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Publication numberUS5442286 A
Publication typeGrant
Application numberUS 08/125,469
Publication dateAug 15, 1995
Filing dateSep 22, 1993
Priority dateSep 22, 1993
Fee statusPaid
Publication number08125469, 125469, US 5442286 A, US 5442286A, US-A-5442286, US5442286 A, US5442286A
InventorsGeorge H. Sutton, Jr., Francis H. Little, Carl Granger, Jr., Philip F. Stapf
Original AssigneeGeneral Electric Company
Export CitationBiBTeX, EndNote, RefMan
External Links: USPTO, USPTO Assignment, Espacenet
Eddy current array inspection device
US 5442286 A
Abstract
A device for inspecting a component, such as a dovetail slot of a gas turbine engine or the like, includes an eddy current array circuit having an active face for positioning on the surface of the component during the inspection operation and a backing disposed on a face of the eddy current array circuit opposite to the active face. The eddy current array circuit and the backing are disposed over the operating face and expandable sides of an expandable bar. The expandable bar has a slot formed therein with interior side edges which narrow toward the operating face of the bar at a predetermined slope. An expanding wedge with angled sides is positioned to cause the angled sides to respectively matingly engage the interior sides of the slot to cause the exterior sides of the expandable bar to expand outwardly a greater distance as the wedge is pushed deeper into the slot to cause the eddy current array circuit into conformance with the shape of the surface being inspected.
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Claims(5)
What is claimed is:
1. A device for inspecting a component, comprising:
an eddy current array circuit having respective pluralities of drive and sense elements and having an active face for positioning on a surface portion of the component during an inspection operation;
a backing disposed on a face of said eddy current array circuit opposite to said active face to apply a uniform pressure behind said array circuit to maintain the array circuit against the surface portion during the inspection operation;
an expandable bar having expandable exterior side edges and an operating face shaped to cause said eddy current array circuit to conform to the shape of the component surface under inspection, said eddy current array circuit and said backing being disposed over said operating face with said array circuit active face being closest to the component surface portion and said expandable bar having a slot formed therein, said slot having interior sides which narrow toward said operating face at a predetermined slope;
an expanding wedge with angled sides for respectively matingly engaging said interior sides of said slot to cause: said exterior side edges of said expandable bar to expand outwardly when said wedge is pushed deeper into said slot;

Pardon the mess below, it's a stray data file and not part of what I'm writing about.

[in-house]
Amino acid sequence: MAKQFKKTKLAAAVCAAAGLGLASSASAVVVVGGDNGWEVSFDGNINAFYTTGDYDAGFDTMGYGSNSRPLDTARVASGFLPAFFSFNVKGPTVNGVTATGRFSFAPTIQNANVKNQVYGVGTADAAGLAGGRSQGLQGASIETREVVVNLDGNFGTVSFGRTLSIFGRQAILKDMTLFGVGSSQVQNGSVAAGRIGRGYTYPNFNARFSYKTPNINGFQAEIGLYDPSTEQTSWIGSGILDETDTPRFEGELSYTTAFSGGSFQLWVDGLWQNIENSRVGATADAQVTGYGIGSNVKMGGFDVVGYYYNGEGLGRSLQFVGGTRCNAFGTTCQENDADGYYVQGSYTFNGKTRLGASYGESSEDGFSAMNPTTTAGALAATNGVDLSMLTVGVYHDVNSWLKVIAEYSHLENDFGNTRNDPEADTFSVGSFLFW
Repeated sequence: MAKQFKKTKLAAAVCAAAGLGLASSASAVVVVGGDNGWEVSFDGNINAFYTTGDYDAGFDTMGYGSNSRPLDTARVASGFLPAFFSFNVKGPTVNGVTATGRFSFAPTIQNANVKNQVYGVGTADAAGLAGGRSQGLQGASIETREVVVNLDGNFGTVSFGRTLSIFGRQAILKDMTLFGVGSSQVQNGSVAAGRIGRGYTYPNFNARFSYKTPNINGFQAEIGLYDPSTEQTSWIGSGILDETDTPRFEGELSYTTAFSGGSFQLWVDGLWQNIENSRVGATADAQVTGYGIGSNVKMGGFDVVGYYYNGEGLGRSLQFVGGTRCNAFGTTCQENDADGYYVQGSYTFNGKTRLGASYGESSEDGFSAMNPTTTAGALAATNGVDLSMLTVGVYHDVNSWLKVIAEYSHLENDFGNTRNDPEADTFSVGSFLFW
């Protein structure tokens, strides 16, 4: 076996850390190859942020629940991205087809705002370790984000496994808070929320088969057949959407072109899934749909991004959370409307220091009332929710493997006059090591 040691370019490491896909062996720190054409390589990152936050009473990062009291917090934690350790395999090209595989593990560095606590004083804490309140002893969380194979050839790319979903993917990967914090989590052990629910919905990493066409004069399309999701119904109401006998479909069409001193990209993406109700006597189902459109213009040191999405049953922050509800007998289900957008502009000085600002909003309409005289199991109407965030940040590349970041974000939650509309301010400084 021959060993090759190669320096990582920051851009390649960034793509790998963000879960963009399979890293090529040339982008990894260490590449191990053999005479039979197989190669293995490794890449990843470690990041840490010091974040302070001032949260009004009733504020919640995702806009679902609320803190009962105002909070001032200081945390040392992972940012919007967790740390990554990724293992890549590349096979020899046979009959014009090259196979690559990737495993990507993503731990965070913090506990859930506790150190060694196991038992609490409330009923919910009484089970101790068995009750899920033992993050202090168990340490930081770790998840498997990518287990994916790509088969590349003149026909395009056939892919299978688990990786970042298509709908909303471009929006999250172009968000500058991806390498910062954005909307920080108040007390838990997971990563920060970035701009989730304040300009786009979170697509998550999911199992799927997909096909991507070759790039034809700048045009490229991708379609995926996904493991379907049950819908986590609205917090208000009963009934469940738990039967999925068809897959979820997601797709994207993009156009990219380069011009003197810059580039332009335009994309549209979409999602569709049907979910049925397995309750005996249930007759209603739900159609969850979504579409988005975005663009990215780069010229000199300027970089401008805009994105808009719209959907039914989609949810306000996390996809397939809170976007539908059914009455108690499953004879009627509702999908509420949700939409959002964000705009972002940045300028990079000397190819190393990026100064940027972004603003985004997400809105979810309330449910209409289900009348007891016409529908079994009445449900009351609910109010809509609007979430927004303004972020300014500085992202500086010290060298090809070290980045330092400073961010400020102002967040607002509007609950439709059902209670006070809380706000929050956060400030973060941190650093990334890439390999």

an actuator to push said wedge deeper into said slot; and
means for electrically connecting said eddy current array circuit to an eddy current instrument.
2. The device of claim 1, further comprising a layer of compressible material disposed between said backing and said expandable bar to provide a close uniform fit between said eddy current array circuit and the surface of the component under inspection.
3. The device of claim 1, further comprising means for registering said eddy current array circuit relative to said expandable bar to provide accurate location and size information of any detected defect during an inspection operation.
4. The device of claim 1, wherein said backing has a plurality of longitudinal ridges formed therein in a face thereof adjacent to said expandable bar to facilitate disposition of said backing and said array circuit over said operating face and to prevent liftoff of said array circuit while sliding said array circuit along the component surface.
5. The device of claim 1, further comprising a sacrificial layer of material disposed over said array circuit active face to prevent wear of said active face and to facilitate sliding of said active face along the component surface portion during an inspection operation.
Description
BACKGROUND OF THE INVENTION

The present invention is related to the following patent applications:

Co-pending patent application Ser. No. 07/696,455, entitled "Eddy Current Probe Arrays" by Kristina H. Hedengren et al., which discloses and claims a plurality of spatially correlated eddy current probe elements sufficiently disposed within a flexible interconnecting structure to collect a discrete plurality of spatially correlated eddy current measurements for nondestructive near surface flaw detection. This application is assigned to the same assignee as the present application and is incorporated herein in its entirety by reference.

Patent application Ser. No. 07/696,456, issued as U.S. Pat. No. 5,182,513, entitled Method and Apparatus for a Multi-Channel Multi-Frequency Data Acquisition System for Nondestructive Eddy Current Inspection Testing by John D. Young et al., which discloses and claims a method and apparatus for acquiring a plurality of synchronized, spatially correlated, discrete eddy current measurement signals for image processing. This patent application is also assigned to the same assignee as the present application and is incorporated herein by reference in its entirety.